Deep caries that encroaches on or invades the pulp is a common challenge in dentistry. Both indirect and direct pulp capping are long standing procedures designed to maintain the health and integrity of the pulpal tissues and avoid the need for endodontic therapy. Recently while doing research for an upcoming webinar I reviewed the literature in regards to pulp capping and learned some things that surprised me. The most surprising piece of information regarded the removal of all the affected dentin prior to pulp capping. In studies where dentists where were described the scenario of deep caries and given the option of removing all the affected dentin and exposing the pulp and doing a direct pulp cap, versus leaving some of the affected dentin and placing an indirect pulp cap, only 17% responded that they would stop and leave carious dentin behind. In contrast to this the science strongly supports leaving the affected or carious dentin behind and placing an indirect pulp cap. The science supports that the bacterial count will drop over 4-12 months and the soft, wet dentin will be replaced by hard, dry brown secondary dentin. The most important point in achieving this success is a well sealed restoration.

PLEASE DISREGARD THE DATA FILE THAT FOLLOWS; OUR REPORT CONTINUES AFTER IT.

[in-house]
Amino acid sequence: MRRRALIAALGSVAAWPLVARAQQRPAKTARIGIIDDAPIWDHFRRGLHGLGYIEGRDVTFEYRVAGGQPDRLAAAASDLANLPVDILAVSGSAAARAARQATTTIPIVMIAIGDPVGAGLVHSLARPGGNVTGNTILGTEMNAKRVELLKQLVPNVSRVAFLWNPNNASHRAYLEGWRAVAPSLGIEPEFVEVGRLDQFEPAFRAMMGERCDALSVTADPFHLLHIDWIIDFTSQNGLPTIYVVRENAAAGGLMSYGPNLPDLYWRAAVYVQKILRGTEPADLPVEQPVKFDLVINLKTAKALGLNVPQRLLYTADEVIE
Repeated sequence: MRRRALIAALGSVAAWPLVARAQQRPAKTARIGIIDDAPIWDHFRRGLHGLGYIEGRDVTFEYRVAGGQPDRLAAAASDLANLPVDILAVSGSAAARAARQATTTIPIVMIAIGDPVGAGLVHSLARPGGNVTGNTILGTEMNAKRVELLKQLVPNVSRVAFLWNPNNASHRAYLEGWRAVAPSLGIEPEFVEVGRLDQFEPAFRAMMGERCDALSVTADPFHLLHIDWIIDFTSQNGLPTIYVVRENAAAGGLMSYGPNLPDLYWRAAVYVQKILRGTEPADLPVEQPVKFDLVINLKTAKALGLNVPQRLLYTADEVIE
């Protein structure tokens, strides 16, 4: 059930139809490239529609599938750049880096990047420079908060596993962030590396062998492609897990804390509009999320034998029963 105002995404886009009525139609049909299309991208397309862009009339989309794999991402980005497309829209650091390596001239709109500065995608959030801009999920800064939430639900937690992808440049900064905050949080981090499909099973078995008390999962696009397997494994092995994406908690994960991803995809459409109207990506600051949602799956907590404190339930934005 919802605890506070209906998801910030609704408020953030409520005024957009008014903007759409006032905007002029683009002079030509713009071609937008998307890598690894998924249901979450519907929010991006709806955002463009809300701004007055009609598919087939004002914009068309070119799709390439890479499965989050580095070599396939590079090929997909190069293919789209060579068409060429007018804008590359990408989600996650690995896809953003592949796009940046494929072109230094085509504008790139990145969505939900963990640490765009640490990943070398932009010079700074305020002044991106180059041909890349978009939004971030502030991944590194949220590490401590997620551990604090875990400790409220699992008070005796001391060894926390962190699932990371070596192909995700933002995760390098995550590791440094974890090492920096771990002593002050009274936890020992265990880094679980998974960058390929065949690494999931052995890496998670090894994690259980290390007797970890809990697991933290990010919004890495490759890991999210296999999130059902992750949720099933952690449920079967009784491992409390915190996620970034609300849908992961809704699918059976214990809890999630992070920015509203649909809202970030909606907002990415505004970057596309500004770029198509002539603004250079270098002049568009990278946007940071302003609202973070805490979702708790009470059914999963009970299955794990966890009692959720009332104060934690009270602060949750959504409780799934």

When performing a direct pulp cap, one of the most important criteria in success is our ability to control the pulpal bleeding. We believe the inability to control bleeding is indicative of greater inflammation and also makes sealing the remaining dentin ineffective, both of which contribute to greater pulpal death after the fact. Lastly, calcium hydroxide is still the gold standard for pulp capping and biologic response. The challenge of traditional calcium hydroxide is seal and moisture, and the newer MTA based products simply release calcium hydroxide as the active ingredient.
Facts for pulp capping success:
- Avoid exposing the pulp, even if it means leaving behind a thin layer of carious dentin.
- Control bleeding with water or saline.
- ZOE, GI, RMGI and adhesives are poor pulp capping agents.
- Calcium Hydroxide remains the gold standard for pulp capping, and MTA displays equivalent results in short term studies.
- A well sealed final restoration placed immediately is critical to success.